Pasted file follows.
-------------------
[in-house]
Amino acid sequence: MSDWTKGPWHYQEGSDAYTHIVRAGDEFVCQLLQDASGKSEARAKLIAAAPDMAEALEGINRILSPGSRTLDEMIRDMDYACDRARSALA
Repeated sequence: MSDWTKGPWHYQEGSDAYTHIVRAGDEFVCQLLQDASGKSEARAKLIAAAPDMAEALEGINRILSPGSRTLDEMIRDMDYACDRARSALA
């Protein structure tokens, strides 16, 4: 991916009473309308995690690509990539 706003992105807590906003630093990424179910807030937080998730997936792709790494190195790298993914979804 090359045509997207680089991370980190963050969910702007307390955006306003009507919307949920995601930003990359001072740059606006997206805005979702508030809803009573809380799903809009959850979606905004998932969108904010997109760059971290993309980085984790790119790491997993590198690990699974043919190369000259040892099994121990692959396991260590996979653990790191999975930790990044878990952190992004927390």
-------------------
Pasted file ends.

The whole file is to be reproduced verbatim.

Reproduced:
[in-house]
Amino acid sequence: MSDWTKGPWHYQEGSDAYTHIVRAGDEFVCQLLQDASGKSEARAKLIAAAPDMAEALEGINRILSPGSRTLDEMIRDMDYACDRARSALA
Repeated sequence: MSDWTKGPWHYQEGSDAYTHIVRAGDEFVCQLLQDASGKSEARAKLIAAAPDMAEALEGINRILSPGSRTLDEMIRDMDYACDRARSALA
């Protein structure tokens, strides 16, 4: 991916009473309308995690690509990539 706003992105807590906003630093990424179910807030937080998730997936792709790494190195790298993914979804 090359045509997207680089991370980190963050969910702007307390955006306003009507919307949920995601930003990359001072740059606006997206805005979702508030809803009573809380799903809009959850979606905004998932969108904010997109760059971290993309980085984790790119790491997993590198690990699974043919190369000259040892099994121990692959396991260590996979653990790191999975930790990044878990952190992004927390």